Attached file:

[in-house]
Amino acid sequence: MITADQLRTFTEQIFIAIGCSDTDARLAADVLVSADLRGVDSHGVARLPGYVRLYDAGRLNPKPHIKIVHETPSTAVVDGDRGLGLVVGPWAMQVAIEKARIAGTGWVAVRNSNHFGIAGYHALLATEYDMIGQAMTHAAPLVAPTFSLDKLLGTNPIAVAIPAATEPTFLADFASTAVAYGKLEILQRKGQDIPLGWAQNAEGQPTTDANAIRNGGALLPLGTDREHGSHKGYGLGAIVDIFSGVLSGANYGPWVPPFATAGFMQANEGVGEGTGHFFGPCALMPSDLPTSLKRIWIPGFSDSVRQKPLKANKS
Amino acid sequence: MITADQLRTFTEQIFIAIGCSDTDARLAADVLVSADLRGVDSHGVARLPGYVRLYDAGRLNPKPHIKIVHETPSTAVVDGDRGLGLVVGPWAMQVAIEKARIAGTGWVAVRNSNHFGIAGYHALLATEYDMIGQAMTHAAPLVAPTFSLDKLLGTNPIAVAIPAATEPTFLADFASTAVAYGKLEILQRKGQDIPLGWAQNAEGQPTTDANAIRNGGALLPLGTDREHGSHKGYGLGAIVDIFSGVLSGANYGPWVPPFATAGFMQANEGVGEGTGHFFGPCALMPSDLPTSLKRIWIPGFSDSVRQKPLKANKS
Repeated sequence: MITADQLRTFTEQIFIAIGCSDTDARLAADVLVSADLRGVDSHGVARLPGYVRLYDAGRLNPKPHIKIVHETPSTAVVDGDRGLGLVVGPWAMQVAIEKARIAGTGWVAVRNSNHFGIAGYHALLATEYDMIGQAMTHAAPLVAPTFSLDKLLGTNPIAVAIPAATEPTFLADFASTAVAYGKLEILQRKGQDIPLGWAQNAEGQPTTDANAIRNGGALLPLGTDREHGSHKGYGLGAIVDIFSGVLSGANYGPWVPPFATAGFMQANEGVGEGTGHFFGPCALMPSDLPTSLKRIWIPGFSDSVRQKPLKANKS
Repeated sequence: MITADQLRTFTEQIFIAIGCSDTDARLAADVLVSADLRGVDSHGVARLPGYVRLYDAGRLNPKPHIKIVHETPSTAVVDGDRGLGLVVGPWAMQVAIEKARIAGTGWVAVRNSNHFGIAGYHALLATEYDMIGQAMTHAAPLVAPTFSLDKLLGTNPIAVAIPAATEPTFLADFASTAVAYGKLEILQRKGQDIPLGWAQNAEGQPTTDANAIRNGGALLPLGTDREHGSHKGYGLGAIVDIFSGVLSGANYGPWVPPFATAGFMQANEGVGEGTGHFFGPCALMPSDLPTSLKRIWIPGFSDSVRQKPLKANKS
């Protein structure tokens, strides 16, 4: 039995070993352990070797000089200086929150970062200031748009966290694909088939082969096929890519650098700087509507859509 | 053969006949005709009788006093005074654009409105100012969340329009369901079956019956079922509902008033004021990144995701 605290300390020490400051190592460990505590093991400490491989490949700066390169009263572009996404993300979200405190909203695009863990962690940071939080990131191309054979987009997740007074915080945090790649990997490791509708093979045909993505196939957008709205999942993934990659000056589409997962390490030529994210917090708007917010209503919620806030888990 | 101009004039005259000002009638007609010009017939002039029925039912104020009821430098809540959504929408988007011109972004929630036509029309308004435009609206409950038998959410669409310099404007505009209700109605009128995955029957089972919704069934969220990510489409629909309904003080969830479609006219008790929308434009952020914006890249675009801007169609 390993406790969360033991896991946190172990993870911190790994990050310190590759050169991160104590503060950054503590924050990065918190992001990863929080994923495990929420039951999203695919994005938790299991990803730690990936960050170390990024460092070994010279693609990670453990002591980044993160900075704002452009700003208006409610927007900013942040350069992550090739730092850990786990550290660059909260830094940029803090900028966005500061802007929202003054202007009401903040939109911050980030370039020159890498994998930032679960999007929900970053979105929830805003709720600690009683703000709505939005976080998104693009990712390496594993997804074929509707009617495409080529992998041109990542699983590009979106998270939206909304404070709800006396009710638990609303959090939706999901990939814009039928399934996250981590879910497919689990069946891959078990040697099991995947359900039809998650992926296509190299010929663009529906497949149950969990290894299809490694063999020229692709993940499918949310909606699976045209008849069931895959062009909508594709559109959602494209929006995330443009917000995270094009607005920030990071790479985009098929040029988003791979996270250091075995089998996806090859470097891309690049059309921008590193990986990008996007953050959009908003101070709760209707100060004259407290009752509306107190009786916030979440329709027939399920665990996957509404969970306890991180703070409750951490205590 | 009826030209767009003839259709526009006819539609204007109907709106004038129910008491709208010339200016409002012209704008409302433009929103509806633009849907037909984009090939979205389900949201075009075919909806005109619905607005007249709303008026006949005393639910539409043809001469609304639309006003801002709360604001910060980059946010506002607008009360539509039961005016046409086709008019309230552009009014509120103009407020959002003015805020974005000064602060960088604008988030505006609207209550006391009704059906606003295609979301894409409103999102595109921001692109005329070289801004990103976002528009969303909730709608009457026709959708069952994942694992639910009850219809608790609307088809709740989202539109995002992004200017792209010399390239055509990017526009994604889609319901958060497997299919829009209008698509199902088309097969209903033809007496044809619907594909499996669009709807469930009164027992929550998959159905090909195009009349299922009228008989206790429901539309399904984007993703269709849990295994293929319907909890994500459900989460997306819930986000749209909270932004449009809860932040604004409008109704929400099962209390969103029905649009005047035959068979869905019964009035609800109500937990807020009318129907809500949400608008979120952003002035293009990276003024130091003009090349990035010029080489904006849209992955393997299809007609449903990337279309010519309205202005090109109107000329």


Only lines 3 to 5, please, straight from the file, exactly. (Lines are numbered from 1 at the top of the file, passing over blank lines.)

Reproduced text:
Amino acid sequence: MITADQLRTFTEQIFIAIGCSDTDARLAADVLVSADLRGVDSHGVARLPGYVRLYDAGRLNPKPHIKIVHETPSTAVVDGDRGLGLVVGPWAMQVAIEKARIAGTGWVAVRNSNHFGIAGYHALLATEYDMIGQAMTHAAPLVAPTFSLDKLLGTNPIAVAIPAATEPTFLADFASTAVAYGKLEILQRKGQDIPLGWAQNAEGQPTTDANAIRNGGALLPLGTDREHGSHKGYGLGAIVDIFSGVLSGANYGPWVPPFATAGFMQANEGVGEGTGHFFGPCALMPSDLPTSLKRIWIPGFSDSVRQKPLKANKS
Repeated sequence: MITADQLRTFTEQIFIAIGCSDTDARLAADVLVSADLRGVDSHGVARLPGYVRLYDAGRLNPKPHIKIVHETPSTAVVDGDRGLGLVVGPWAMQVAIEKARIAGTGWVAVRNSNHFGIAGYHALLATEYDMIGQAMTHAAPLVAPTFSLDKLLGTNPIAVAIPAATEPTFLADFASTAVAYGKLEILQRKGQDIPLGWAQNAEGQPTTDANAIRNGGALLPLGTDREHGSHKGYGLGAIVDIFSGVLSGANYGPWVPPFATAGFMQANEGVGEGTGHFFGPCALMPSDLPTSLKRIWIPGFSDSVRQKPLKANKS
Repeated sequence: MITADQLRTFTEQIFIAIGCSDTDARLAADVLVSADLRGVDSHGVARLPGYVRLYDAGRLNPKPHIKIVHETPSTAVVDGDRGLGLVVGPWAMQVAIEKARIAGTGWVAVRNSNHFGIAGYHALLATEYDMIGQAMTHAAPLVAPTFSLDKLLGTNPIAVAIPAATEPTFLADFASTAVAYGKLEILQRKGQDIPLGWAQNAEGQPTTDANAIRNGGALLPLGTDREHGSHKGYGLGAIVDIFSGVLSGANYGPWVPPFATAGFMQANEGVGEGTGHFFGPCALMPSDLPTSLKRIWIPGFSDSVRQKPLKANKS